“I was working at the bar up to the day before going to Pamplona, where I spent three fantastic years,” he recalled. During that time, Fr. Juan also worked with the Chinese Catholic community.

He was ordained a priest last January and was assigned to serve four parishes in Santander. He also teaches religion classes three days a week to teenagers.

The experience of being a bartender ended up having value for the priest, who noted that during those years, “I was sort of a confessor to everyone.”

He also helps foster vocations in the diocese because as he explains, “a lot of people have felt the same way I did, but they haven’t figured out how to follow up…I’m here to listen and guide.”

 

This article was originally published by our sister agency, ACI Prensa. It has been translated and adapted by CNA.

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Study questions authenticity of bloodstains on Shroud of Turin

July 18, 2018 CNA Daily News 2

Rome, Italy, Jul 18, 2018 / 02:56 pm (CNA/EWTN News).- A study on the Shroud of Turin based on bloodstain pattern analysis used to investigate crime scenes has sparked fresh debate on what is believed to be Christ’s burial cloth, saying the marks left by the blood flow are not authentic.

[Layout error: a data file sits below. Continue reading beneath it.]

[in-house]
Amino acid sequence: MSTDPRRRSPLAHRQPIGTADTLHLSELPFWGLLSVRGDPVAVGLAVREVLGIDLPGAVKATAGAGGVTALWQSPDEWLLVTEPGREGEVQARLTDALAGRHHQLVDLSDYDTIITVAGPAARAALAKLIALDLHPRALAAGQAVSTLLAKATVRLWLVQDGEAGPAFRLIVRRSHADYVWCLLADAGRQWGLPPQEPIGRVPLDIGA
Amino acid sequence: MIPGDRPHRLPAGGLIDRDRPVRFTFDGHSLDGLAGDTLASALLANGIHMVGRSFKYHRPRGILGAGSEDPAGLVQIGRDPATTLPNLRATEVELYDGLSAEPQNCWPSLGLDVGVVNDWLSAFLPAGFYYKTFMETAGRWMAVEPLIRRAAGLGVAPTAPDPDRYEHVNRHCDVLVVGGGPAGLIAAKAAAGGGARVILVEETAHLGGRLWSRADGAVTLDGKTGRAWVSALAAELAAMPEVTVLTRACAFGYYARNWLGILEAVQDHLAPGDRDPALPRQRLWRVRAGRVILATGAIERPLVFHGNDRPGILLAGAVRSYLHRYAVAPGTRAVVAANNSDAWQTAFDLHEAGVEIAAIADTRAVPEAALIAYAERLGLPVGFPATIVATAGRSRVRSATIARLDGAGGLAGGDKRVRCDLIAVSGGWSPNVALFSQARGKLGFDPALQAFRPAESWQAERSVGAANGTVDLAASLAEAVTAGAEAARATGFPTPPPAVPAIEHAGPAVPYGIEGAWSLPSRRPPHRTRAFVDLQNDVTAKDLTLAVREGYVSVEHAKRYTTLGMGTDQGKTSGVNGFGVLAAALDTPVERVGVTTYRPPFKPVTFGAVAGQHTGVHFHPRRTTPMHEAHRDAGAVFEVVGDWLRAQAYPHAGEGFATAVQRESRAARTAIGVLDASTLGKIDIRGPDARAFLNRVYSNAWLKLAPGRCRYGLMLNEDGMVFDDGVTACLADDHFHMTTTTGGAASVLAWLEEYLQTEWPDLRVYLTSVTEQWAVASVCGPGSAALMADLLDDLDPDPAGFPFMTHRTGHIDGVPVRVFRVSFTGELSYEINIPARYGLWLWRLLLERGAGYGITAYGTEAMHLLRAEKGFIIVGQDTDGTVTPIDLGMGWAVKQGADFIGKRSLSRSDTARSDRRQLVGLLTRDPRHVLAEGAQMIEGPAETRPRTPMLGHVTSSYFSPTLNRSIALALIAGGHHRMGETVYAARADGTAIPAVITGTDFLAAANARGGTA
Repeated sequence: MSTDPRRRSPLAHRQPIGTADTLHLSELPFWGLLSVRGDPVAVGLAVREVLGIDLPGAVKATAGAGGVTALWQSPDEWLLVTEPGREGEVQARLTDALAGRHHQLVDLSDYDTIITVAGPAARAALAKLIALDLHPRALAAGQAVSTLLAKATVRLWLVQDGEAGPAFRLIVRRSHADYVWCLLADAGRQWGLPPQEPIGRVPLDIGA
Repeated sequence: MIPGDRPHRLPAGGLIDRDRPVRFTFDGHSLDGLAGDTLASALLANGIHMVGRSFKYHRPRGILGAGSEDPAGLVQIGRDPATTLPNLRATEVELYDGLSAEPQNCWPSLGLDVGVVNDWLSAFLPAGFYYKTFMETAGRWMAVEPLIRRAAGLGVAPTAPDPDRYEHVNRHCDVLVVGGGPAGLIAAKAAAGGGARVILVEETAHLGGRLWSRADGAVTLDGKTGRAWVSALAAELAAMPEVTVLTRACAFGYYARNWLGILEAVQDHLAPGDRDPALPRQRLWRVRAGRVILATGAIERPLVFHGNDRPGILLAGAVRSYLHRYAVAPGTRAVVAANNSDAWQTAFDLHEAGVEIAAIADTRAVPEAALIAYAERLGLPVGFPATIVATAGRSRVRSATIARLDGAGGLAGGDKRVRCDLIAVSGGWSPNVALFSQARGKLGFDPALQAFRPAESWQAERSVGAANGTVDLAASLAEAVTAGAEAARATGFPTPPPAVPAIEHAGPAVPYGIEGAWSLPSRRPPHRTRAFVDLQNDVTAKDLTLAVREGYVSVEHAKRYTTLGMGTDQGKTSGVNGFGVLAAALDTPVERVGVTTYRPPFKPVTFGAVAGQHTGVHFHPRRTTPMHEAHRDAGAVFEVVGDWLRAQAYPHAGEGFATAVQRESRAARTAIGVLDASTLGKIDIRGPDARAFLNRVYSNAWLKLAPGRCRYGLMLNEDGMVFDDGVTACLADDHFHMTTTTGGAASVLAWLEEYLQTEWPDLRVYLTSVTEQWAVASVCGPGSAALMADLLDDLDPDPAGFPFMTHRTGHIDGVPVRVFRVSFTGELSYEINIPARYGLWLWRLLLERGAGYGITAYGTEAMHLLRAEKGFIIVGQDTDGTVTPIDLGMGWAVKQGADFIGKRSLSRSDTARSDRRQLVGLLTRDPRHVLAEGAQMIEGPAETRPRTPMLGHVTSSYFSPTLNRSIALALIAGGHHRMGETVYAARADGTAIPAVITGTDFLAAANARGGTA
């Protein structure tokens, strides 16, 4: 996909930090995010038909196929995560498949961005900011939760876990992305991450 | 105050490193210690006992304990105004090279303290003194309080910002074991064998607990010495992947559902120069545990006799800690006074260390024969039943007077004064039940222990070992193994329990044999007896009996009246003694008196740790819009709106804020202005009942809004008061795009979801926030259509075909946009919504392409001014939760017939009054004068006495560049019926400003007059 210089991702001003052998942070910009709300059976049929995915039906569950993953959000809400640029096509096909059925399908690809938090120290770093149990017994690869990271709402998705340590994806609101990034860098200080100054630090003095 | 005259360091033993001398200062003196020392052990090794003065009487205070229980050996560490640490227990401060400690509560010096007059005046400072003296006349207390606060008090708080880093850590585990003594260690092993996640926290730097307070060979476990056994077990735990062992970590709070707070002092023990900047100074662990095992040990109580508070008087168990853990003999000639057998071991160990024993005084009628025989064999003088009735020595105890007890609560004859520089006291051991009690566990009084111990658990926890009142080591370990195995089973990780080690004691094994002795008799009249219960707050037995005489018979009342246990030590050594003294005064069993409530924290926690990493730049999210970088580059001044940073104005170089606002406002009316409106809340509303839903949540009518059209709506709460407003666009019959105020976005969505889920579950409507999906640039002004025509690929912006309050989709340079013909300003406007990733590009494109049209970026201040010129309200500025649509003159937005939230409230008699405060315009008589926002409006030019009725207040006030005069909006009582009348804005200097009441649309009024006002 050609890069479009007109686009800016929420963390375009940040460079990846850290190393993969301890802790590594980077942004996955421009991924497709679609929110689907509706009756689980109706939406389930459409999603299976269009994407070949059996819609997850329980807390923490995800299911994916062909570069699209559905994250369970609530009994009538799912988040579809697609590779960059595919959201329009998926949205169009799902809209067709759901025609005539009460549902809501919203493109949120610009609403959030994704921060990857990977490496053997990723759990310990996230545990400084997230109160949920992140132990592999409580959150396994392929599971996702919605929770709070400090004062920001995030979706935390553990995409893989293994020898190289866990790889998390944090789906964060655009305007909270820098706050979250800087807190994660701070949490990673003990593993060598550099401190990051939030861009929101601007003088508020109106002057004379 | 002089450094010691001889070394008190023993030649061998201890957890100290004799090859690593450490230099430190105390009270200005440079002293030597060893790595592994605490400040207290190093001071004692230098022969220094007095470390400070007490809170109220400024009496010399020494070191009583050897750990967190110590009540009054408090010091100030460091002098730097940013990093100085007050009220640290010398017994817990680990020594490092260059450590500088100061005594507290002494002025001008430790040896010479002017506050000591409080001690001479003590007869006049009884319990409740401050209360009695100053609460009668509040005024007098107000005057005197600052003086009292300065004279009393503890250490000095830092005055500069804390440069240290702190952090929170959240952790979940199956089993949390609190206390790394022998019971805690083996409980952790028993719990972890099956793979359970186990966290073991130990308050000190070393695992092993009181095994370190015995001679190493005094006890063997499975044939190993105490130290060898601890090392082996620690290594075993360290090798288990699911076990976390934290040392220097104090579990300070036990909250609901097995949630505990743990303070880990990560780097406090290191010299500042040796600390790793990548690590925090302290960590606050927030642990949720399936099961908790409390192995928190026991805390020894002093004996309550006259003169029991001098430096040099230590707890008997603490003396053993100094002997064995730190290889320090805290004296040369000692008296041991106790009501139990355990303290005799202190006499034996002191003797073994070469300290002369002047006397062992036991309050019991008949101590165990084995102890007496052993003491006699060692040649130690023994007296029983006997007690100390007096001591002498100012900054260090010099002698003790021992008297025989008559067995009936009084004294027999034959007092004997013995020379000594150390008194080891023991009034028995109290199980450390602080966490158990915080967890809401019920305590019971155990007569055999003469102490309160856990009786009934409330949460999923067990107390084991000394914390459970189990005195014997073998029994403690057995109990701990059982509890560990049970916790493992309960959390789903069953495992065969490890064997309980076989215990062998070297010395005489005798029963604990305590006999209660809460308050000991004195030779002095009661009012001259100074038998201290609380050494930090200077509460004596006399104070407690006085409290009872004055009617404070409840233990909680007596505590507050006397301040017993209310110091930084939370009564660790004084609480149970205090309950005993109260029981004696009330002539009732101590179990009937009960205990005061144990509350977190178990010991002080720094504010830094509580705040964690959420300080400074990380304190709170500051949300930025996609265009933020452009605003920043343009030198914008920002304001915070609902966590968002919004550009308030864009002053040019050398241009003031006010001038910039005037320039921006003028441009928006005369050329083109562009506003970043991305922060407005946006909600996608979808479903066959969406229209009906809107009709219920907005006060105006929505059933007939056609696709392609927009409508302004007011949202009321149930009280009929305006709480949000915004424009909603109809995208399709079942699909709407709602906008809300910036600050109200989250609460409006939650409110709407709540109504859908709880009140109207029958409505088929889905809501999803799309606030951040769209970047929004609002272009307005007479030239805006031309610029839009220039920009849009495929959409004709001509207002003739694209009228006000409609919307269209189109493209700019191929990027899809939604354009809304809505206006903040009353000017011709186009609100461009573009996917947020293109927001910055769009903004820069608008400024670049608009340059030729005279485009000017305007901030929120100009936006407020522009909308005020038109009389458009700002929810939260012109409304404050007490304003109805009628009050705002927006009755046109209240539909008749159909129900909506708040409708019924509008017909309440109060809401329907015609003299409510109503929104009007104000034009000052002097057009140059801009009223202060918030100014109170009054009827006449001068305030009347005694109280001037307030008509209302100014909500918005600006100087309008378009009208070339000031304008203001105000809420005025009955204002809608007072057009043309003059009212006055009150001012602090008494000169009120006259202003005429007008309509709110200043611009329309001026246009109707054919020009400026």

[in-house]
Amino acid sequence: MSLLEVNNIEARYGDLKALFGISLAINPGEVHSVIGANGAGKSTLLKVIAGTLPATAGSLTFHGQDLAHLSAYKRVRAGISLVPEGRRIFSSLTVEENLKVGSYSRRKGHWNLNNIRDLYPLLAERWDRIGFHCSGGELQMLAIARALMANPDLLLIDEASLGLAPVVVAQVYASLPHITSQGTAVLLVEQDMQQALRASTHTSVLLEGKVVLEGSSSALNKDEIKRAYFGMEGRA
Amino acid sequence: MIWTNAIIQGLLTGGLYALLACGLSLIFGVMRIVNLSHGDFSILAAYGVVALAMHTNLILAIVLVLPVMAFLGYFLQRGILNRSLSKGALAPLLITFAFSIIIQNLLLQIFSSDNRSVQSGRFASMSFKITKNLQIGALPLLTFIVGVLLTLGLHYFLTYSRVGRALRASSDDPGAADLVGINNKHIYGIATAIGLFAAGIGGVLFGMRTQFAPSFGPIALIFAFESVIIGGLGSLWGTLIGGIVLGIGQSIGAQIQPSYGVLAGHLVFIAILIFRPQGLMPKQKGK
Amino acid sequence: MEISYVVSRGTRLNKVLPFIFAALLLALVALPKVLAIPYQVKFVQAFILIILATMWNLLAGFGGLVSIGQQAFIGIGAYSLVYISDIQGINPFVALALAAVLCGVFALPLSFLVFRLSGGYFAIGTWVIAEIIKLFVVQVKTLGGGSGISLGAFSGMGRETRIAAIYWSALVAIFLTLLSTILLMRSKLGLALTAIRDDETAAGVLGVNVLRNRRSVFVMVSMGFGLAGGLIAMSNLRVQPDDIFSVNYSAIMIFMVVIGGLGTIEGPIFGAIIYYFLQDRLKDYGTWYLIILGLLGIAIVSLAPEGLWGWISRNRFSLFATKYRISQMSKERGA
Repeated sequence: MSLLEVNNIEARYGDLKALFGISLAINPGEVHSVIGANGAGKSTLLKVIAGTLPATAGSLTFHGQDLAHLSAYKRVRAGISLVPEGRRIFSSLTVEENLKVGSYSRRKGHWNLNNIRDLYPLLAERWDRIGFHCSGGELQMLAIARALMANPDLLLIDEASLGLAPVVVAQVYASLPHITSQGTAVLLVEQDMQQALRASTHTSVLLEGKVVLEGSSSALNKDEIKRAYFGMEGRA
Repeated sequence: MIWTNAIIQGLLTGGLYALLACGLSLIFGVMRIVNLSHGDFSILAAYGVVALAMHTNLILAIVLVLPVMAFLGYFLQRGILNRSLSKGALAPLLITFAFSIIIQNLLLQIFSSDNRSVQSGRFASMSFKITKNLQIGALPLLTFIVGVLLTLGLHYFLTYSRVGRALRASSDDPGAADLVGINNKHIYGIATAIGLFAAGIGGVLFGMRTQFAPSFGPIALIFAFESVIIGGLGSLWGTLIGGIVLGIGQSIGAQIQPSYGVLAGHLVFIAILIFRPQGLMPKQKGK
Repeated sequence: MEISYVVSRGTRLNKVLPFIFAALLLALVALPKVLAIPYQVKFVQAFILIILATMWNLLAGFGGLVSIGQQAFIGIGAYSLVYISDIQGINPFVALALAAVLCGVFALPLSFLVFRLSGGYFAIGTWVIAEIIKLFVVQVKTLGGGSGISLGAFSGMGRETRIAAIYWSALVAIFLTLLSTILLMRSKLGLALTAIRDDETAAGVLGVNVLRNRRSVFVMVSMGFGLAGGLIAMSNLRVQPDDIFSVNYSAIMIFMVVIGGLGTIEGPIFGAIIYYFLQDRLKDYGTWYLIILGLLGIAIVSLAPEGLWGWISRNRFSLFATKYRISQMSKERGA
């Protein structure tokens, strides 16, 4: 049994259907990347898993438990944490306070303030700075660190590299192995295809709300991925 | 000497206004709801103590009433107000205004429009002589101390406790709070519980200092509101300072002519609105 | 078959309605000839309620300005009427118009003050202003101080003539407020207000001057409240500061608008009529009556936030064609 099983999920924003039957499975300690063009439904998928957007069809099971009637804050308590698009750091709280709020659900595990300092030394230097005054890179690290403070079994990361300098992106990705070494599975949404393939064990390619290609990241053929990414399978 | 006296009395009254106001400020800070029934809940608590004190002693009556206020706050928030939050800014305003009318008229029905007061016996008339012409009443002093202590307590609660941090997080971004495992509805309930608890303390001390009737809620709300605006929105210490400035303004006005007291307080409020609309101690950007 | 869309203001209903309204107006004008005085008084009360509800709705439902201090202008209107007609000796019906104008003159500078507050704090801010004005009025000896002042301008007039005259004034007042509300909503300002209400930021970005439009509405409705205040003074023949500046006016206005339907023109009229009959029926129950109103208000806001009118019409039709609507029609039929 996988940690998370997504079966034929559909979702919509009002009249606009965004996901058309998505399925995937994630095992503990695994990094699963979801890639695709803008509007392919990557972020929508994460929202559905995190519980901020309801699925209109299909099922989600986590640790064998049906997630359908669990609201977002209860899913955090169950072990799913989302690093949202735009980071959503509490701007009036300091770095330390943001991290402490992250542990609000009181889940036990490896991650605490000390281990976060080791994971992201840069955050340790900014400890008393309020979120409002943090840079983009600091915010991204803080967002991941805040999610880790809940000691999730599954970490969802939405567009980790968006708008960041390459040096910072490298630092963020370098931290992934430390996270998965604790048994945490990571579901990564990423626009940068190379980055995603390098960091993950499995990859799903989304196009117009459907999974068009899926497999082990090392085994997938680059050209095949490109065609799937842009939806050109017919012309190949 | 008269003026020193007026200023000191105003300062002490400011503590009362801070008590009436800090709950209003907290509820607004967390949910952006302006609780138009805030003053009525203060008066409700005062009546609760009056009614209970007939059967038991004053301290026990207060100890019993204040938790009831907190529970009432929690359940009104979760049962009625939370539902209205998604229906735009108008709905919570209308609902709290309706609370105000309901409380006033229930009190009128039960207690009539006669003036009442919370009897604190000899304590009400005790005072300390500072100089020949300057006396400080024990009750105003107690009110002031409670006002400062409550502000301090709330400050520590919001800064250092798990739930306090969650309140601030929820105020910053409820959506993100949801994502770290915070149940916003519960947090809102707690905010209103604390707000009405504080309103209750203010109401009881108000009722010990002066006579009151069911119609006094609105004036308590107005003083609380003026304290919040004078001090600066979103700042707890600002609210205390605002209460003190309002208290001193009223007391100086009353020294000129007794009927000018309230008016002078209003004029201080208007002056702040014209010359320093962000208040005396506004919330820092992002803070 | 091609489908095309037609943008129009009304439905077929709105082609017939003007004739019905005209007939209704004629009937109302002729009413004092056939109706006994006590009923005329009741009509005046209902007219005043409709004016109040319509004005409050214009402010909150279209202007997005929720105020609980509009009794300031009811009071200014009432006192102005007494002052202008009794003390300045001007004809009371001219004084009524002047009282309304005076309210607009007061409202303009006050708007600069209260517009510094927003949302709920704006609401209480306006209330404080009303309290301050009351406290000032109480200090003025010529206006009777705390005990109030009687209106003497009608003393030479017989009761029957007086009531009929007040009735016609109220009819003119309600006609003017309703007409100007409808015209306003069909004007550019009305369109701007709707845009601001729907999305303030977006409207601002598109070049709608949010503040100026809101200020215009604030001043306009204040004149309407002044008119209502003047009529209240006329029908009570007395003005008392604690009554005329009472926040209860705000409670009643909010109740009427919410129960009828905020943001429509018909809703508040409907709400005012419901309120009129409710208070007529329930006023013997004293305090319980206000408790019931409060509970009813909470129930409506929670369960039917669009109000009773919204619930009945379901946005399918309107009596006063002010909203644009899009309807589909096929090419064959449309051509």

The study, “A BPA Approach to the Shroud of Turin,” was published July 10 in the Journal of Forensic Sciences.

In comments to CNA, the leading author, Dr. Matteo Borrini, said that after doing extensive experiments, the results show that bloodstains flowing from Christ’s wrists and a spot where he was stabbed in the side with a spear “are not the blood stains of a man who was crucified.”

The stains “are not realistic” in terms of the direction blood would flow from those type of wounds, he said, adding that he believes that “the stains were done artificially.”

Professor Paolo Di Lazzaro, the director of research at the International Center of Sindonology in Turin, said Borrini’s methods, while sound, would require more time and “specific attention” to details in order to be “scientifically valid and authoritative.”